“Jim and Andy”: Hilarious yet strangely touching

GABI HUTSON

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The long awaited documentary “Jim & Andy: The Great Beyond – With a Very Special, Contractually Obligated Mention of Tony Clifton” has hit netflix nearly 20 years after the release of “Man on the Moon”. Jim Carrey famously method acted as Andy Kaufman for “Man on the Moon” and while the movie was in filming, Carrey’s behavior on set was widely discussed almost rather scandalously.

Though I had previously never seen “Man On The Moon”, I was still interested in the documentary  because how could you not be tempted by seeing Jim Carrey lose his mind whilst being possessed by the spirit of another. An even more outlandish comedian. He discusses being swallowed by his character. How he really was not present in the time of filming. In the footage everyone refers to him only as Andy and you have to make a special request to talk to Jim. Seeing him not only act but live as Andy is oddly fascinating especially because you can tell that Carrey truly is convinced that he is Kaufman. In the first few minutes of the film, Carrey expresses that when he got the role he felt Andy’s presence come to him and say “Move over I’m doing my movie”. Watching all the footage, it isn’t hard to believe that Jim Carrey is truly possessed by the spirit of Andy Kaufman.

You’re probably thinking, “oh it can’t get any crazier than being possessed by a comedian.” Well,  yes it can because try being possessed by a comedian’s alter ego! Andy Kaufman had an alter ego by the name of Tony Clifton. A big fat Vegas lounge singer who is more than just obnoxious. Carrey’s antics as Clifton are incomparable to anything he does as Andy. He truly wreaks havoc on absolutely everything and for added authenticity, he even gets blackout (or at least does a stellar job at acting to be) drunk. When asked about if he was actually intoxicated on set Carrey’s response is simply “I don’t remember,” just to give an idea of how into is character he was.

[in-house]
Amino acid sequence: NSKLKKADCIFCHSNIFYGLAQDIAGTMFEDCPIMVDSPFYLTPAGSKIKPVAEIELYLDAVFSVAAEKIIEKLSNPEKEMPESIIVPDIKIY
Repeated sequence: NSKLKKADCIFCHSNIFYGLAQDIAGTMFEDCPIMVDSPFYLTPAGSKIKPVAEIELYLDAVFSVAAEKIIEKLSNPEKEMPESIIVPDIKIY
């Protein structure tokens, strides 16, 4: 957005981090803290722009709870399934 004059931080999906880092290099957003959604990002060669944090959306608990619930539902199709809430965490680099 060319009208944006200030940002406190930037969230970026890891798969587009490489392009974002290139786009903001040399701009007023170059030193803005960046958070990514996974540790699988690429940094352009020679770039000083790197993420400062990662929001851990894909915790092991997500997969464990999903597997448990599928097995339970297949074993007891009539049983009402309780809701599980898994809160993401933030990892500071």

Beyond just the hilarity of Carrey’s antics the documentary is strangely touching. Seeing as the documentorers were Kaufman’s girlfriend till his death, Lynne Margulies, and long time friend and skit writer Bob Zumuda. They gained an attachment to Carrey as they express how he is “just like Andy”. Even Kaufman’s own family, who visited the set, felt as if they were reunited with him and got to give a last goodbye to their lost love one. In between laughing fits, I would find myself tearing up over the love and appreciation expressed for the late Kaufman and of course, for Carrey who was able to bring him back to life, at least for a little while.

Carrey himself even opens up to share about himself as a person not just a character which adds another layer of emotion. Hearing about Carrey’s struggle as a young man before his fame is something so heart wrenchingly inspiring, it gave me a newfound level of love and respect for him. Up until recently, Jim Carrey has always been seen as an overall joke and just plain goofball. But the insight to him as a person and his life struggles and losses humanizes him. Often something deemed as impossible for a celebrity but a feat met by Carrey’s candor of life in his sit down style interview commentary.